Records indicate that ancient Chinese astronomers had recorded appearances of the comet since at least 69 B.C., but the formal discovery is credited to Lewis Swift and Horace Tuttle, who both independently observed the comet in July of 1862. The next passage of the comet was predicted to be in 1992, when it was successfully observed by Japanese astronomer Tsuruhiko Kiuchi.

109P/Swift-Tuttle has caused astronomers concern in the past as its orbital path can bring it into perilously close distances to the Earth. Observations show that the comet has an Earth-minimum-orbit-intersection-distance of .0009 AU (~84,000 mi.). The comet is the largest body that passes so close to the Earth. Given that its average velocity is 60km/s, it is estimated that were the comet to hit Earth, the energy release would be about 27 times greater than the Cretaceous-Paleogene impact, the event that killed off the dinosaurs. Due to these concerns, American radio astronomer, Gerrit Verschuur has labeled 109P/Swift-Tuttle as “the single most dangerous object known to humanity.”

How To See/Photograph the Showers

Get away from city lights.

Naturally, the Perseids event drums up a lot of excitement so here are some tips to maximize your viewing pleasure should you chose to watch the showers. Firstly, it is recommended to go to an area away from city lights. Although you will be able to see the showers from most cities, the best viewing takes place about 15 miles away from any dense source of city lights.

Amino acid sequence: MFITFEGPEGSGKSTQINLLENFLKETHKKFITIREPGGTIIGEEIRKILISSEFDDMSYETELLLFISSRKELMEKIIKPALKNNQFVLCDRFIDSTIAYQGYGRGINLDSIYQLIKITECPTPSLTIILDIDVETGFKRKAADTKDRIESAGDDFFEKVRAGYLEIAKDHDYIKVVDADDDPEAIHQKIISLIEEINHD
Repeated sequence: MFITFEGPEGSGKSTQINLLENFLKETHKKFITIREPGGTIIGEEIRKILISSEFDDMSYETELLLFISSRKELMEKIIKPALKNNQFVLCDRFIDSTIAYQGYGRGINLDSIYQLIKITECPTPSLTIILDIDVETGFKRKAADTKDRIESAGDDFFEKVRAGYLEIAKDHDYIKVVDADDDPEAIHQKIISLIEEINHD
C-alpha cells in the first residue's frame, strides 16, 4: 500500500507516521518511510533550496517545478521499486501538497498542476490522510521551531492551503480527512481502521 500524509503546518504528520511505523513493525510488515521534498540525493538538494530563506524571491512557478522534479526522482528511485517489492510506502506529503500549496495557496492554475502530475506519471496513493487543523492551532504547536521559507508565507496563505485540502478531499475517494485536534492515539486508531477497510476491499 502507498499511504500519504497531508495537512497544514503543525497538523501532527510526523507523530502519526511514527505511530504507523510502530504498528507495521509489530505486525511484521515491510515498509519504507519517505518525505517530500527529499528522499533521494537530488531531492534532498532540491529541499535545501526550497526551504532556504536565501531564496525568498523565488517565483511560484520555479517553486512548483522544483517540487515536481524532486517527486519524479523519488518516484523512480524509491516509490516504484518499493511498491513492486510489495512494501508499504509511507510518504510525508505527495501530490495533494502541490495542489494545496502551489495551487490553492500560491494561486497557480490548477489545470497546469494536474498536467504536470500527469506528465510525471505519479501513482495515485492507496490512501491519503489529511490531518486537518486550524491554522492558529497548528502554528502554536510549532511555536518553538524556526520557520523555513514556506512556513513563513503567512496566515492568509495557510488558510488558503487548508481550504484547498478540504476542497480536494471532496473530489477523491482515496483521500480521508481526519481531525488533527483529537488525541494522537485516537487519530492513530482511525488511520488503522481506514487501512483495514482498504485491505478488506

Pick the right time.

Next, plan on viewing the showers between midnight and the early dawn. The soft glow of the moon in the sky provides a good backdrop upon which the individual wakes are easily visible. Also, make sure that you are in a place that is supposed to have clear weather for the night. There is nothing worse than planning a trip only to have bad weather ruin the experience.

Have the right tripod/lens

If you are planning on capturing the event on camera, you will need to bring the right equipment. Taking photos of the night sky requires some exposure, so a tripod is useful to hold the camera still long enough. Heavier tripods tend to work better as they won’t get shaken by any wind or nearby vibrations in the ground. You want to capture as much of the night sky as you can, so a wide angle lens is the best choice. The wider the lens, the more meteors you can get in your shot.

Choose the right exposure length

Picking the right amount of exposure can be difficult. The longer the exposure the more the stars appear to move. The trails of the moving stars can obscure the trails of the meteors, so you need to pick an exposure time that is just long enough to capture the trail of a moving meteor, but not the trail of the moving stars. The appropriate exposure time can be estimated by using the 500 rule. Take the number 500 and divide it by camera lens diameter. The resulting number is how long you can expose your camera without recording the movement of the stars. So far a camera with a 35mm lens, the maximum exposure time is 500/35mm = ~14 seconds.

Alex Bolano

Alex Bolano is a graduate of UMSL with his MA in philosophy, with an area of concentration in the history and philosophy of science. When he isn’t nerdily stalking the internet for science news, he enjoys tabletop RPGs and making really obscure TV references.

Cite this article as:
Alex Bolano. Perseid Meteor Shower To Reach Peak August 12-13: Here’s How To See It, Science Trends, 2018.
DOI: 10.31988/SciTrends.25549
*Note, DOIs are registered Friday weekly and therefore may not work until then.